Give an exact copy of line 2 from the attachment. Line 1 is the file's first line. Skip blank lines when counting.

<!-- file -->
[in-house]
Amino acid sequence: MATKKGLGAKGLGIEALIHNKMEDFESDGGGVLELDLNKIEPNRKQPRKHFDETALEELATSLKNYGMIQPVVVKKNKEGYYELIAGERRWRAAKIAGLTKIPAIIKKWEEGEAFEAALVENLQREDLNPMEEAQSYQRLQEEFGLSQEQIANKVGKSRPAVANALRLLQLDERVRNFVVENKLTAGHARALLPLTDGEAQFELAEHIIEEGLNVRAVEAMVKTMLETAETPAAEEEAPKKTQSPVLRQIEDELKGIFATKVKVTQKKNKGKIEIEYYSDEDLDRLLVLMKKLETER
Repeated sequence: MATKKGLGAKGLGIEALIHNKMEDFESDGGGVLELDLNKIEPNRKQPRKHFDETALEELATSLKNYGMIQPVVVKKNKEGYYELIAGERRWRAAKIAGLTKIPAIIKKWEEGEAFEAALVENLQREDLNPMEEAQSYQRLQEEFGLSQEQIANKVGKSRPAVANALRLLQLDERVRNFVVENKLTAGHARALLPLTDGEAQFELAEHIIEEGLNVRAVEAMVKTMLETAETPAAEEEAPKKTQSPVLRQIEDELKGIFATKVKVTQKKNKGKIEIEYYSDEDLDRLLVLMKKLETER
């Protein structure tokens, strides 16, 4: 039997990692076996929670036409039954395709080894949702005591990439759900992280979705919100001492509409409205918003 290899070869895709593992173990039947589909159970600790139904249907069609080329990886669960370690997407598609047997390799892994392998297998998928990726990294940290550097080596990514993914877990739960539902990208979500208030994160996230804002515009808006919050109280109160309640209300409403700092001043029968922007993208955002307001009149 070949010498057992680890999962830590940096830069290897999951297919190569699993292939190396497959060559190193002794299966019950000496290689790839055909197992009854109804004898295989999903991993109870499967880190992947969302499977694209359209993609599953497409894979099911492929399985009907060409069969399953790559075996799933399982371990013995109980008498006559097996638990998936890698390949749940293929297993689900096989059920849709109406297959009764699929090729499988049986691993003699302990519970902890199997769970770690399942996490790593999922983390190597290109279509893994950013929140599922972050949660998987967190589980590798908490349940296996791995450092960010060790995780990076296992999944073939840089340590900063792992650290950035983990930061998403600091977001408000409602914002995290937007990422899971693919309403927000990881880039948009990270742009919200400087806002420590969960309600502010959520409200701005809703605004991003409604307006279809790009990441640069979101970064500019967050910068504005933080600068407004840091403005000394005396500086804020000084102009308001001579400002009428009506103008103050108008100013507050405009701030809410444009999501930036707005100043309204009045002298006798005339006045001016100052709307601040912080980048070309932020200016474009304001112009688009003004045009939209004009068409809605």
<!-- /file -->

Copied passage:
Amino acid sequence: MATKKGLGAKGLGIEALIHNKMEDFESDGGGVLELDLNKIEPNRKQPRKHFDETALEELATSLKNYGMIQPVVVKKNKEGYYELIAGERRWRAAKIAGLTKIPAIIKKWEEGEAFEAALVENLQREDLNPMEEAQSYQRLQEEFGLSQEQIANKVGKSRPAVANALRLLQLDERVRNFVVENKLTAGHARALLPLTDGEAQFELAEHIIEEGLNVRAVEAMVKTMLETAETPAAEEEAPKKTQSPVLRQIEDELKGIFATKVKVTQKKNKGKIEIEYYSDEDLDRLLVLMKKLETER